A Chance for a New Creation: An Interview with Bishop Greg Rickel

Bishop Greg RickelOn May 6, at Saint Mark's Cathedral in Seattle, Greg Rickel, the Episcopal Bishop of Olympia (Western Washington), participated in an interfaith service of prayer with Muslim leaders, including Imam Feisal Abdul Rauf, the so-called "Ground Zero" imam. At the end of the evening, he and Imam Rauf embraced, and shortly afterward, an audience member approached Bishop Rickel with tears running down his face. "That has brought my faith back," he said, and the memory of that evening of encounter was still lighting up Greg Rickel's face recently when we met for a couple of pints near the Episcopal Seminary of the Southwest in Austin, Texas.

Helping to remind people of the life-saving elements of faith—or to ignite faith in the first place—is at the heart of Greg's career in ministry, first as a parish priest, now as one of the youngest and most dynamic bishops in the Episcopal Church. I was once Greg's parishioner at St. James Episcopal Church in East Austin, and our relationship was a vital part of my re-engagement with the Church and with my renewed life as a Child of God. My story is far from unique. Ask anyone who has worshipped with Greg or worked with Greg and you'll hear similar engagement and enthusiasm. In a world where too many believers are angry, suspicious, moralistic, and fearful, Greg Rickel is constantly reminding us that true faith is about love, forgiveness, and spiritual practice.

Greg Garrett: Greg, you went from working in parishes in the American South and Southwest to serve as the Bishop of Olympia, working in the largely Post-Christian culture of the Northwest. What have you observed about what is working for the churches and people of your diocese? How can the Church continue to be relevant and draw people into the life of the spirit as the culture changes around us?

Greg Rickel: Good question, Greg, and one I get from time to time. One answer is that people are people, and even more church people are church people. That being said, what works seems to be similar too, but even more important and even crucial here: authenticity, honesty, and contextual intuition. I find that people do not so much look for a place where everyone believes "like them" as much as a place where people are real, not afraid to ask questions, and can find a safe place to be in holy disagreement.

I experienced also in the South a last vestige of the social requirement to be in church, belief not necessarily being a part of that requirement. There is none of that here, which, in some ways makes it much more authentic. In the South it was expected, and maybe for at least a little longer, you are looked down on if you don't attend church. Here, it is exactly the opposite. If you are in the church in the Pacific Northwest, you really want to be there!

Beyond that which I would call the good holy discourse and conversation, is good music.  It almost doesn't matter what kind, but that it is done well, taken seriously. An example would be a small church of ours on Camano Island which monthly does what they call a Selah Service, which consists of a violinist, and an electric piano player who also sings and chants. They are both incredible musicians, playing Celtic music, much of it written by them, with a deep 10-minute silence right in the middle. The night I snuck up to see it, as incognito as I could, there were almost 60 people present. Another example would be the Compline service at St. Mark's Cathedral, Seattle, which has gone on every Sunday night for over 55 years, and consistently draws 600+, many of them young people, for a 30-minute Gregorian chant service. They all stand for the Nicene Creed. It is remarkable to be part of. My blog, www.bishoprickel.com,  has a list of seven questions I asked people 19-35 to respond too. If you look at those responses, music, good music, is all over the place.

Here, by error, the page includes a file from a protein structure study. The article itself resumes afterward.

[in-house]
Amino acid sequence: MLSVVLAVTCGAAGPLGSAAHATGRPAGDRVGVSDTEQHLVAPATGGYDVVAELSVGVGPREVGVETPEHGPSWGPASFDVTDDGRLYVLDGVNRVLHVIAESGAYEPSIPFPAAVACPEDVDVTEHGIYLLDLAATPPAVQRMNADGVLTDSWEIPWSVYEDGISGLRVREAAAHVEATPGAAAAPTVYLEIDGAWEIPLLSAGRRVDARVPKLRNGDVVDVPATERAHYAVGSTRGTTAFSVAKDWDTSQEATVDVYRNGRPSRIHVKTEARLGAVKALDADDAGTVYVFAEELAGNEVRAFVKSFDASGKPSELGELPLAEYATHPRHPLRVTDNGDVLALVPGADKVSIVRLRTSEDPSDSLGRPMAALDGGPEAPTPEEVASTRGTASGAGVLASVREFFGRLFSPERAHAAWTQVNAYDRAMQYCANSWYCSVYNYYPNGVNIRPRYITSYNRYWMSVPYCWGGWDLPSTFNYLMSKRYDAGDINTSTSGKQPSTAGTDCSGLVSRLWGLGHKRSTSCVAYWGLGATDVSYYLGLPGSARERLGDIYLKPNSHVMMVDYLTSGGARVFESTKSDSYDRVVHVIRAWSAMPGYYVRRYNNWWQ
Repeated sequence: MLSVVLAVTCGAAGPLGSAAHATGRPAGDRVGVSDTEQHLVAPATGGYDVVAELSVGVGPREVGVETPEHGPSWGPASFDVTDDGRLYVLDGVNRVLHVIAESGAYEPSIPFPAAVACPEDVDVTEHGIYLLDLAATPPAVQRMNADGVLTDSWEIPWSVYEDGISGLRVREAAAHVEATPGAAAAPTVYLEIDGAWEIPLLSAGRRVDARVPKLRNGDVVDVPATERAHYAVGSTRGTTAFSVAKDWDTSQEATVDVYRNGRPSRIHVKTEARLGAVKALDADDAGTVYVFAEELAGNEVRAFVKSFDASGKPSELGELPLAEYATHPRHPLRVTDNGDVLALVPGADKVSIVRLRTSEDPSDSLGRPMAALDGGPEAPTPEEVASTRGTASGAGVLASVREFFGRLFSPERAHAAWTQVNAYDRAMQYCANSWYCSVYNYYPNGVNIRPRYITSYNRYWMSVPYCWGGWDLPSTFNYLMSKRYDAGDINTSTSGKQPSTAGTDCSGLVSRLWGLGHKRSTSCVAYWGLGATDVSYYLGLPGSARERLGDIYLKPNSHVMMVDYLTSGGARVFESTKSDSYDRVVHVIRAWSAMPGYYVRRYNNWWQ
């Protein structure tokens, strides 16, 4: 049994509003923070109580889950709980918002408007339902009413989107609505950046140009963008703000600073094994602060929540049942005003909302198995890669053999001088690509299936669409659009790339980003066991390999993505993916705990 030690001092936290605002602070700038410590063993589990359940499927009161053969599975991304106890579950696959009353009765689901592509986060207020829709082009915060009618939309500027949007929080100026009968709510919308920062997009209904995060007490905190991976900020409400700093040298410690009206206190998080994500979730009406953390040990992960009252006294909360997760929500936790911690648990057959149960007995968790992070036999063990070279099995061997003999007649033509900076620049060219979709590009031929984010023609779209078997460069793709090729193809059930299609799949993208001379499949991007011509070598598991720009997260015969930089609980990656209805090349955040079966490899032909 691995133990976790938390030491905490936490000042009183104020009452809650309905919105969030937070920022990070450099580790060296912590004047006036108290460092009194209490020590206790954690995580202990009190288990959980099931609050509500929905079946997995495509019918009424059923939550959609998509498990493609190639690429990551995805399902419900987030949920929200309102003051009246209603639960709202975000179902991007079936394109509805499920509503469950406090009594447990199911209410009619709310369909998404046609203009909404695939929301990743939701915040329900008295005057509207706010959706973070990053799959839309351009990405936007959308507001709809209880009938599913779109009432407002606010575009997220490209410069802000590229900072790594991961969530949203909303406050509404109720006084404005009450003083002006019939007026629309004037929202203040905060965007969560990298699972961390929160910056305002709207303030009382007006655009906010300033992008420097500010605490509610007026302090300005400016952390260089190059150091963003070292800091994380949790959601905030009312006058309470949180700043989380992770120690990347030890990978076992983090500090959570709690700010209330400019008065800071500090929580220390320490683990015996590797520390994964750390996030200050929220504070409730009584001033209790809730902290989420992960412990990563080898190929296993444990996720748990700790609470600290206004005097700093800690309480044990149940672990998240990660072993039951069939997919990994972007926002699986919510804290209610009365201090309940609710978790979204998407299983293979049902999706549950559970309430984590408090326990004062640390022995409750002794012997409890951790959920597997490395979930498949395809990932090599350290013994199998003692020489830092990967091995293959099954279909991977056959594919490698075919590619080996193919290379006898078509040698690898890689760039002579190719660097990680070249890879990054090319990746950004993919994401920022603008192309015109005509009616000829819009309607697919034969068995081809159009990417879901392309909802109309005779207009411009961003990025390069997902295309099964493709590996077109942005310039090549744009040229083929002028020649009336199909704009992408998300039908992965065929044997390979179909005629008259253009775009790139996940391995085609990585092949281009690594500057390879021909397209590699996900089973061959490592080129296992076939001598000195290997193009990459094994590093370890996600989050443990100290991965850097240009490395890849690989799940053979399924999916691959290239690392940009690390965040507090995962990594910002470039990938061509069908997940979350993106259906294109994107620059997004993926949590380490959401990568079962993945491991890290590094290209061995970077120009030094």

I think this "none zone" part of the world gives us a great opportunity, as many of those who do not consider themselves religious also do not have a negativity toward it, especially very young ones. Some of them know nothing of it, so the opportunity is not to have to begin with so much of the baggage of the past interdenominational and intradenominational squabbles of the past. There is, in the midst of what seems like despair, the chance for a new creation. Sounds like Easter to me!

GG: Thanks, Greg. This makes sense. In The Other Jesus I wrote about communities coming together for God reasons as opposed to cultural reasons, and what you're experiencing in the Northwest may be a model for us of what is coming—or could be, if we do things right. Hearing about what seems to be working, though, makes me also wonder about where we're falling flat as a church. When I asked Andy Doyle [Episcopal Bishop of Texas] what he considered the biggest bar to the Church reaching out to the world, he named our own internal brokenness, the lawsuits, the split churches. Why, he asked, would people in a broken world want to step into more brokenness? I know there's something to what he says. If I had stepped into St. James, Austin, back in the early 2000s and experienced from you and the parish there anything less than the warmest hospitality and the most extravagant love, I wouldn't have been back. And I also wouldn't be alive today.

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